# Time scale for steady flow to occur in parallel disk viscometer

Hey to whomever is reading this!

I'm currently trying to solve a problem given to the class in a hydrodynamics course. I have to main questions. The following describes the problem:

We are considering a parallel disk viscometer (type of rheometer with plate-plate geometry) with disk radius $$R = 10mm$$ and disk spacing $$H = 0.1mm$$ (z-axis). An incompressible Newtonian fluid is placed between the disks. The top disk is rotating at a constant angular speed $$\Omega = 10 rad/s$$, generating a velocity gradient where the velocity at $$z=0$$ is $$u = 0$$ and at $$z=H$$ is $$u = R\Omega$$.

We consider the fluid in question to be silicone oil with a kinematic viscosity of $$\nu = 8.3\ \cdot 10^{-5} m^2/s$$. We want to calculate the time scale $$\tau$$ over which the motion induced by the upper plate will be transmitted to the bottom plate (time necessary to generate steady flow) based on the given parameters.

In another subquestion of this problem (later stage of the exercise) we are asked to derive the expression for the velocity $$u_\theta (r,z)$$. Based on the result of that question, namely $$u_\theta (r,z)=\frac{\Omega}{H}zr$$, I can calculate the time scale as the reciprocal of the stear strain rate $$\dot{\gamma} = \frac{du_\theta}{dz}$$ giving me a $$t = 10^{-3} s$$.

1st question:

How can I calculate (estimate?!) this time scale based on the parameters given (radius, disk spacing, angular velocity, kinematic viscosity), without knowing the expression for $$u_\theta$$?

I just found an answer purely by looking at the units and trying to get seconds. So I calculated this: $$t = \frac{\Omega R^2 H^2}{\nu^2} = 1.4\ \cdot 10^{-3} s$$, which is very close to the value I get from the reciprocal of the shear strain rate. However, we are supposed to explain our calculations and I do not know how to justify what I did in a physical sense.

2nd question:

If I want to calculate the Reynolds number for my problem, what do I choose as my characteristic length?

I thought of using the form $$Re = \frac{\Omega L^2}{\nu}$$. As the characteristic length, I calculated the geometric mean of the disk spacing and two times the radius. Is this correct? I would not know what else to use as the characteristic length for this kind of geometry.

Any help is greatly appreciated!

Thanks :)

• There is a different time scale $t_0=R^2/\nu=1.20482 s$. – Alex Trounev Feb 22 '19 at 14:53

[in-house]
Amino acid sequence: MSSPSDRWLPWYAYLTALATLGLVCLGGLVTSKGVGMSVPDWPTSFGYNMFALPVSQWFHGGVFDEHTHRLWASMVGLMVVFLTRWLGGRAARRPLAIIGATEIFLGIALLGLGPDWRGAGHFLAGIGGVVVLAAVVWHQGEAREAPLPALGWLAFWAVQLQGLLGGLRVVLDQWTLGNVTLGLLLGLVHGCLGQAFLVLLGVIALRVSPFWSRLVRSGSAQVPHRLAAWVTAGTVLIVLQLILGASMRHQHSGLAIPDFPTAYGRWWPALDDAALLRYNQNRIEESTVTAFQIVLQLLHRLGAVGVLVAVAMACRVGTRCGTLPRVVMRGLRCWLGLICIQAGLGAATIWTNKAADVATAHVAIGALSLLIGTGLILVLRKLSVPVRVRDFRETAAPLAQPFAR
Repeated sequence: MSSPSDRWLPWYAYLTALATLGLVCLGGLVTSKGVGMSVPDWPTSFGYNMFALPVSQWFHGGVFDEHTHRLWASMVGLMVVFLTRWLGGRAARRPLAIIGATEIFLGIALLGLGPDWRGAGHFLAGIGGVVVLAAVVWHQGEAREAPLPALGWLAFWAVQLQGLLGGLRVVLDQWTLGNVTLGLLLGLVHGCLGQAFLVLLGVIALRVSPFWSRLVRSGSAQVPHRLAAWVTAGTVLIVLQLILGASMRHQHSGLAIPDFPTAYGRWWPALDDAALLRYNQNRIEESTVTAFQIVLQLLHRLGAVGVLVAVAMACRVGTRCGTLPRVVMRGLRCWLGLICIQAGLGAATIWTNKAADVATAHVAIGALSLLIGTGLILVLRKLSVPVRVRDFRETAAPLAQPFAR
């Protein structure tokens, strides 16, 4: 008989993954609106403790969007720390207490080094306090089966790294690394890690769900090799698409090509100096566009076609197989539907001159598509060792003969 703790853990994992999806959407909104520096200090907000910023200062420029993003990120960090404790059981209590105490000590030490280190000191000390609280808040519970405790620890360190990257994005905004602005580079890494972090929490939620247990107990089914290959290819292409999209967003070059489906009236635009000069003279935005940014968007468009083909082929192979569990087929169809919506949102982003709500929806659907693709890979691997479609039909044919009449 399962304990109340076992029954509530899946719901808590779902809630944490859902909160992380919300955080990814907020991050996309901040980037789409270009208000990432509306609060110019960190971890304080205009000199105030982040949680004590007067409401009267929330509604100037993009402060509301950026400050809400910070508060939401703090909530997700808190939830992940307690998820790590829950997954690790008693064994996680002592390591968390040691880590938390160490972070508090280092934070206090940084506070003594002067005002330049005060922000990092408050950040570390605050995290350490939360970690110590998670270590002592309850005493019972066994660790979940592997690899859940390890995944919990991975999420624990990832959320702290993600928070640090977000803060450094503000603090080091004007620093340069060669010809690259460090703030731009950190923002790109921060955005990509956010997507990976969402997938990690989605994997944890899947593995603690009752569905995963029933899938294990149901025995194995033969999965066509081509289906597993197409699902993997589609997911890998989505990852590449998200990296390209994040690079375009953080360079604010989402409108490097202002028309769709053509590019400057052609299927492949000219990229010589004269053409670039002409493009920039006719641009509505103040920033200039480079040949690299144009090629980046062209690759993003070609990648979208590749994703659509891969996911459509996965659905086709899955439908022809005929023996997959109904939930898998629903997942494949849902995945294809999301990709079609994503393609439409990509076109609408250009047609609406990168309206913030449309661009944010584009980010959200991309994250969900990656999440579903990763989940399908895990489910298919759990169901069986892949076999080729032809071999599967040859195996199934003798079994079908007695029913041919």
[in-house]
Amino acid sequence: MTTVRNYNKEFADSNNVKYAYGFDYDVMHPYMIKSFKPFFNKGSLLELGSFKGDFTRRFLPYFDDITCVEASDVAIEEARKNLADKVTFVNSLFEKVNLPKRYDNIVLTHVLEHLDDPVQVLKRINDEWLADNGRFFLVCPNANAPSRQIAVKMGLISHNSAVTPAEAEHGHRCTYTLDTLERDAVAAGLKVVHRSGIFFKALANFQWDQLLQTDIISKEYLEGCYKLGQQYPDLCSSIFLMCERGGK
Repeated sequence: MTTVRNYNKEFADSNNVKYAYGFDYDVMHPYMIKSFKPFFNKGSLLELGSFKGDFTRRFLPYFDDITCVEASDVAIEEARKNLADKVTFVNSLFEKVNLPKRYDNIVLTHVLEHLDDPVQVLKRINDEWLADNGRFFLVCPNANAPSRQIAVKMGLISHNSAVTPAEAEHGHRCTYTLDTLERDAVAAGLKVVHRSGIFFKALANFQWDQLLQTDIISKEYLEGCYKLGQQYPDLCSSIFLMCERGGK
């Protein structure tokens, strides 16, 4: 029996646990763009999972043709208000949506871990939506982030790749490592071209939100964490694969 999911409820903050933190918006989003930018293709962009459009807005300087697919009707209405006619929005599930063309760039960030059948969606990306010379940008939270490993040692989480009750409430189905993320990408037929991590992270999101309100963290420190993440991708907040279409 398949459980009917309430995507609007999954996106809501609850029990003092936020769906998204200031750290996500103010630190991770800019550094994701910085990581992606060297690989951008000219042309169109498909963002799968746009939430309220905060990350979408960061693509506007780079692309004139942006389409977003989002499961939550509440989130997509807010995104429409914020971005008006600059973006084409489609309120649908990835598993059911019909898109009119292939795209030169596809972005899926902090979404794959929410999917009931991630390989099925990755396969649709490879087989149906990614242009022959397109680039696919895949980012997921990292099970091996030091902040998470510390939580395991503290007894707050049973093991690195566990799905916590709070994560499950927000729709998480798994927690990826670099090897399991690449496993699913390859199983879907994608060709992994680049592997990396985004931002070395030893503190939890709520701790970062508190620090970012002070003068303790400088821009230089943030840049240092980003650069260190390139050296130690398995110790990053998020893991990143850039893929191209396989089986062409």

• How do you motivate that calculation? I don't understand what it physically means. I can also see by looking at the units, that it works out to be in seconds – alonoid Feb 22 '19 at 15:13
• This is the characteristic time for a change in viscous flow parameters when moving from a state of rest to a state of motion. – Alex Trounev Feb 22 '19 at 15:20
• Okay but I do not understand why it is the radius squared divided by the kinematic viscosity. How can you explain that calculation physically? – alonoid Feb 22 '19 at 15:23
• See my answer, please. – Alex Trounev Feb 22 '19 at 17:14

To clarify the physical meaning of the characteristic time scale $$t_0=R^2/\nu$$, we consider the equations of fluid motion in the gap between the disks. In a cylindrical coordinate system $$(r,\phi,z)$$, the laminar flow velocity has one non-zero component which depends on $$t,r,z$$, thus $$\vec {v}=(0,u(t,r,z),0)$$ and

$$\frac {\partial u}{\partial t}=\nu \nabla^2u-\frac {u}{r^2}$$

$$\rho\frac {u^2}{r}=\frac{\partial P}{\partial r}$$

$$\nabla^2 =\frac {1}{r}\frac{\partial }{\partial r}(r\frac{\partial }{\partial r})+\frac{\partial^2 }{\partial z^2}$$

Choose time scales and lengths $$t_0=R^2/\nu, R$$, we introduce new coordinates and time $$r'=r/R, z'=z/R, t'=t/t_0$$. Then the first equation is reduced to the form (strokes omitted)

$$\frac {\partial u}{\partial t}= \nabla^2u-\frac {u}{r^2}$$

Set $$u(0,r,z)=0$$ and $$u(t,0,z)=0, u(t,r,0)=0, u(t,r,H/R)=u_0r$$, here $$u_0=\Omega t_0$$. We solve the problem numerically for different values $$u_0=1;10;100$$. The pictures show $$u(t,r,H/2R)$$. We see that the speed reaches the expected value $$u_0/2$$ at $$r=1$$ in a time $$t=1$$. Hence in dimensional variables $$t=t_0$$ is a characteristic time of transition from a state of rest to a state of motion. • @alonoid You're welcome! – Alex Trounev Feb 25 '19 at 14:04

The characteristic time for establishing steady state flow is $$H^2/\nu$$. This is because in the approximation you are using, the flow is being treated locally as rectilinear flow between two parallel plates, with the upper plate moving and the lower plate stationary. And, for this flow, the smallest eigenvalue of the transient solution is a constant times $$H^2/\nu$$. You can find the solution to this rectilinear flow problem in Transport Phenomena by Bird, Stewart, and Lightfoot.

• Thank you, I will look into the source you gave! :) – alonoid Feb 25 '19 at 13:30